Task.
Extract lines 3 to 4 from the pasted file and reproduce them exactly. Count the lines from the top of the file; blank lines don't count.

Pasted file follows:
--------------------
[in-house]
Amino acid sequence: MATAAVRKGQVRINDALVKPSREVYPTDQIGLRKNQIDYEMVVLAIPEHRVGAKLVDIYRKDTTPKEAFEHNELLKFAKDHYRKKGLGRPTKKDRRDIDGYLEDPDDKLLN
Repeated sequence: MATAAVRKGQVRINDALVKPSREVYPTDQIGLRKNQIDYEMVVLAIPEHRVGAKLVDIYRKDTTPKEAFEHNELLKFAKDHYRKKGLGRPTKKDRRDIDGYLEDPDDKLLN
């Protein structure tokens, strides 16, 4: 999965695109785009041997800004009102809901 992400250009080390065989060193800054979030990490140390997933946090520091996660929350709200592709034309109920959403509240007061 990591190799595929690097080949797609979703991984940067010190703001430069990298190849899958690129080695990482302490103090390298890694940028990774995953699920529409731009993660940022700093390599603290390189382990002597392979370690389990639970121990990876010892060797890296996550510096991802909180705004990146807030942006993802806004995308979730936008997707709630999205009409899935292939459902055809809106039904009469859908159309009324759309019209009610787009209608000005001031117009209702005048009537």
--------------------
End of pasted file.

Repeated sequence: MATAAVRKGQVRINDALVKPSREVYPTDQIGLRKNQIDYEMVVLAIPEHRVGAKLVDIYRKDTTPKEAFEHNELLKFAKDHYRKKGLGRPTKKDRRDIDGYLEDPDDKLLN
């Protein structure tokens, strides 16, 4: 999965695109785009041997800004009102809901 992400250009080390065989060193800054979030990490140390997933946090520091996660929350709200592709034309109920959403509240007061 990591190799595929690097080949797609979703991984940067010190703001430069990298190849899958690129080695990482302490103090390298890694940028990774995953699920529409731009993660940022700093390599603290390189382990002597392979370690389990639970121990990876010892060797890296996550510096991802909180705004990146807030942006993802806004995308979730936008997707709630999205009409899935292939459902055809809106039904009469859908159309009324759309019209009610787009209608000005001031117009209702005048009537």